Black lights illuminate your opponent as electronic music pulses in the background. You raise your paddle, and swing. The Ping-Pong match begins. This unusual scene unfolds nearly every day and night at Spin New York, a self-described "Ping-Pong social club."
Lauded in a range of media, this now-international franchise was created with a firm vision in mind. In an interview on Anderson Live, co-owner and actress Susan Saradon explains her love of Ping-Pong: "it cuts across age, body type, gender ? little girls can beat their fathers." In an NBC News segment, co-owner Jonathan Brickland adds that their mission was to marry the social nature of the sport with the atmosphere of a country club, except "more inclusive ... silly, and frivolous," and ideally with fewer golf-cart crashes.
Spin New York certainly takes this fun-focused mission seriously. The sprawling hall houses 17 Ping-Pong courts, including a central court where professional players compete in regular tournaments. These same professionals are on-hand for private instruction, though players are more than welcome to keep things casual. Meanwhile, an on-site restaurant and bar serves seasonally changing plates alongside cocktails made from fruit purees and blended Teaologie teas. From the seats or the courts, visitors may see one of the old building's original features: a giant window that looks out onto the passing subway train.
On most nights, a DJ provides a soundtrack to dining and play, although live bands are often a weekend fixture. Adding to its socially-focused mission, Spin also gathers people to support charitable causes; recently, Ms. Sarandon used her club to host a benefit for the victims of Hurricane Sandy.
?This is no Carrie Bradshaw bar,? The Rundown NYC firmly states about Bishops & Barons?a swanky cocktail joint created by the owners of Employees Only and The Gates in summer 2012. Despite fashion-forward accents of peacock feathers, zebra stripes, and delicate chandeliers, a vintage speakeasy vibe predominates, thanks to a gold pressed-tin ceiling, paisley-patterned wallpaper, and dark wood furnishings. Named for two historic Brooklyn street gangs, Bishops & Barons harkens back to prohibition's heyday with delicate cocktails dreamed up by mixologist Dushan Zaric and a flat-screen TV that only plays speeches made by Calvin Coolidge. The unique drinks blend together potent liquors including absinthe and tequila, with unusual ingredients, such as brown sugar, rosebuds, and fig puree. Bartenders also sling draft, craft, and bottled brews include Sixpoint Crisp Pilsner and Abita Light as well as seven types of white and eight types of red wine. Back in the kitchen, chefs put a twist on traditional dishes, from corn on the cobb slathered in garlic, lemon, and scarmozza, to St. Louis?style ribs crowned with honey barbeque and peanuts. The petite menu also showcases East Coast Blue Point oysters, quail, and wagyu flank steak.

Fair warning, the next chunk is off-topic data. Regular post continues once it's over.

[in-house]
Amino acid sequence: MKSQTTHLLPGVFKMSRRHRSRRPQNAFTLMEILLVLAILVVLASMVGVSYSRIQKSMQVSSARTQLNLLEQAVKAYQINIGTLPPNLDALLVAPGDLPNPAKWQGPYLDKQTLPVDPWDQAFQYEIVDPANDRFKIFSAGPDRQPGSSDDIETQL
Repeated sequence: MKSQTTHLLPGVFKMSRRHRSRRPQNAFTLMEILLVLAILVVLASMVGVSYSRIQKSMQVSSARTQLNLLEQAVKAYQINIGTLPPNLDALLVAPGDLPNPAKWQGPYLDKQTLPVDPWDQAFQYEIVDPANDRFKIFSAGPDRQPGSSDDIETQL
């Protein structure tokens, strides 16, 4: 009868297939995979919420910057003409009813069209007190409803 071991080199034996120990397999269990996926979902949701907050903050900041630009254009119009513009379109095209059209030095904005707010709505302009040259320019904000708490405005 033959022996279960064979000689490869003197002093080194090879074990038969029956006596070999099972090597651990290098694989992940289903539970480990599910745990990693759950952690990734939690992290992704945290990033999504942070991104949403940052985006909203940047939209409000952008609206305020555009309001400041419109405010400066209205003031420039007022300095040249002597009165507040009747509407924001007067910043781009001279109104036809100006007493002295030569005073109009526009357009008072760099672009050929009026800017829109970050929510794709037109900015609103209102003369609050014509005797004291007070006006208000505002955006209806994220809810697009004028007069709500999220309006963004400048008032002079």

When Ronn Teitelbaum opened the first Johnny Rockets location in 1986, his goal was to create a restaurant where people could escape the postmodern blues of everyday life and experience a taste of time-honored Americana. The name itself is a nod to this ideal?it combines the star of a classic American fable, Johnny Appleseed, and a classic car, Oldsmobile?s beefy Rocket 88. The chain now makes itself at home in America's cultural landmarks, including Yankee Stadium and the Flamingo Hotel.
During dinners at the famous burger joints, you?ll see signs of simpler times, starting with the cooks and servers. Dressed head to toe in white, including white paper hats, they look like they?ve fallen out of a wormhole from the 1950s ready to sling shakes and cook up some eats. Behind a stainless-steel bar lined with red leather stools they tend to their traditional diner fare, including burgers and melts with sides such as chili-cheese fries and onion rings. Riding sidecar to each meal is a collection of hand-dipped and hand-spun floats, shakes, and malts topped with whipped cream.
It's tough to pin down the culinary inspirations of the chefs at The Press Box. Peer into the kitchen and they might be preparing a traditional Irish breakfast of Irish sausages, baked beans, and black and white pudding, or they might be whipping up penne a la vodka with grilled chicken and sundried tomatoes. But whether diners are feasting on a burger stuffed with boursin cheese or Thai chicken stir fry with lemongrass and coconut, they'll lounge among handcrafted mahogany woodwork, exposed brickwork, and a glass frontage that opens onto 2nd Avenue. Six plasma television and projection screens show games from packages such as NFL Sunday Ticket, MLB Extra Innings, and Curling: What Is Curling? Sports also screen in the private party room, which accommodates up to 100 guests for a standing soiree and 75 for seated events.
It should come as no surprise that the bartenders at Manhattan Proper know how to make a proper manhattan. They start with Basil Hayden’s small-batch bourbon and an exact blend of sweet and dry vermouth. After mixing in a dash of bitters, they add the finishing touch: a bourbon-soaked cherry. The care with which this drink is crafted finds its reflection in the bar’s impeccably designed interior, where lofted ceilings and minimalist, industrial-chic decor create a space that can accommodate huge crowds without feeling too packed. The extra elbow room is fortunate, since guests arrive in droves on the weekends to feast on burgers, catch live sports games on the bar’s flat-screen televisions, and obsessively count the buttons on the dining room’s tufted leather sofas.
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